Regular cleaning of your wheel rims and brake calipers is a good recommendation, as important as cleaning the chain and derailleurs. A regular visual inspection will alert you to a worn rim or brake block. For cleaning the rims, you can use the same cleaner as you use for the rest of the bike, something like Muc-Off or hot soapy water, to clean the rims and brakes. You can use isopropyl alcohol or a degreaser to clean the rims more thoroughly and use one of those sponges with a scourer on the other side.
Turning your attention to the brake blocks, you’ll want to remove any debris, stones, or glass that can sometimes get embedded in the rubber. Left untouched, this debris will damage the rim and also lead to decreased braking performance. It’s easier to remove the wheels to get a closer look at the brake blocks. Use a pair of tweezers and pry out any debris. Also, remove any buildup of crud in the grooves.
The brake blocks will wear out a lot more quickly than the rims; that’s okay. They’re designed that way. You can choose different types of brake blocks to suit different conditions. Generally, a softer compound will prolong the rim life compared to a harder compound brake block.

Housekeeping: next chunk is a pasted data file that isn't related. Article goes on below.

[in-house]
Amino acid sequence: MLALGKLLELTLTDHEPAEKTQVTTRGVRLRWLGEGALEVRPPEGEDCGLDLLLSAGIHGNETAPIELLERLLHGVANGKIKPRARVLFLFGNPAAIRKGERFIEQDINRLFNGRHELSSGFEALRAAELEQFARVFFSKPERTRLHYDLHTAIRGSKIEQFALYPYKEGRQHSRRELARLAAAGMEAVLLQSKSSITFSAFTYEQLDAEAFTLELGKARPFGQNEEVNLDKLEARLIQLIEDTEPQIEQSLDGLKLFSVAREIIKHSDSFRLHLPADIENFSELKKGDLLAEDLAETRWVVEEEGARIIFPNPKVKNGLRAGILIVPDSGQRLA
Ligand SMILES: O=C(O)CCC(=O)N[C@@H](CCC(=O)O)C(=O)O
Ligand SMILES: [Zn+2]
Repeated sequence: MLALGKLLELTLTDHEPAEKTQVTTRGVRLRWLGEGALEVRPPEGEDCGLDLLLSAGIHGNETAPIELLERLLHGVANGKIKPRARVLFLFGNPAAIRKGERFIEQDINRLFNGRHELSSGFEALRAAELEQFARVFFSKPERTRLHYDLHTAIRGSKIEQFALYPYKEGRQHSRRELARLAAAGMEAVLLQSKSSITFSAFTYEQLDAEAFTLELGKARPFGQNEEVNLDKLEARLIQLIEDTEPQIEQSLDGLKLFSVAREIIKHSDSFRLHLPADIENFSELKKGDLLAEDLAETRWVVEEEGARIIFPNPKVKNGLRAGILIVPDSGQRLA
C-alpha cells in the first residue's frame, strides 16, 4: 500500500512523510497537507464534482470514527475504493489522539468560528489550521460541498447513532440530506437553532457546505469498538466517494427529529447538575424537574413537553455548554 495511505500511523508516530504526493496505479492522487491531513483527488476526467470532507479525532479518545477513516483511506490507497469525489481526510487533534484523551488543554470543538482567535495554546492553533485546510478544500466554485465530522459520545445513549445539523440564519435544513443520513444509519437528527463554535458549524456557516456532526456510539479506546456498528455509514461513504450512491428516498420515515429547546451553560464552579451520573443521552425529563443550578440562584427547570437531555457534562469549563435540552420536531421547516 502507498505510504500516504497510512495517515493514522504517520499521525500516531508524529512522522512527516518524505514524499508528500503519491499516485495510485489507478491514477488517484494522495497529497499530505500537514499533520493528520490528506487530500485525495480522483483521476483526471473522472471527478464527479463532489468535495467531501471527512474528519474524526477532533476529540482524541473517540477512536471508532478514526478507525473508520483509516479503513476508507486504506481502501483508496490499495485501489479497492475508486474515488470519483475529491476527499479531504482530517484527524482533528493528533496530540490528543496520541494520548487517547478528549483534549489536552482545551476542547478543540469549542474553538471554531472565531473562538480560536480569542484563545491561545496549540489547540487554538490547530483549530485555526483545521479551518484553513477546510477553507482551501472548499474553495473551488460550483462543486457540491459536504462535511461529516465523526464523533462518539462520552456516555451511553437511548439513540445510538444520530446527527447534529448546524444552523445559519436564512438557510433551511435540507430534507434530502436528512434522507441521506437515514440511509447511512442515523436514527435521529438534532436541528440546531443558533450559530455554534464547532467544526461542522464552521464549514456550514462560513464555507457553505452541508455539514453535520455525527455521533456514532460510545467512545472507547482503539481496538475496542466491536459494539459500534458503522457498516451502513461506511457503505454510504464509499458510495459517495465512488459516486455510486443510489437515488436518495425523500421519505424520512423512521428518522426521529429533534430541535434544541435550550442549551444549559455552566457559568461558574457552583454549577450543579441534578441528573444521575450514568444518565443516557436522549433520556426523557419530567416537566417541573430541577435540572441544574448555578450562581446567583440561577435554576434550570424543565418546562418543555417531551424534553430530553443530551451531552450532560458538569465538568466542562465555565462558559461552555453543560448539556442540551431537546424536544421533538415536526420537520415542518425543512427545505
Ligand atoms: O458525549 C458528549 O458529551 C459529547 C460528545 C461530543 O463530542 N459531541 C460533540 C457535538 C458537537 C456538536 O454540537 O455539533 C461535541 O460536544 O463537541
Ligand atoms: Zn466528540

And the compound of the brake blocks you use can make a difference too. Hunt’s Ollie Grey tells us: “Again, there are a few variables to consider but on a basic level: softer compound pads, which offer greater modulation and are best used during the dry/summer months, won’t deteriorate the rim’s braking surface as much as they’ll deteriorate themselves. Harder pads are better for year-round riding, but owing to their firmer compounds will cause more wear on the braking track over time.”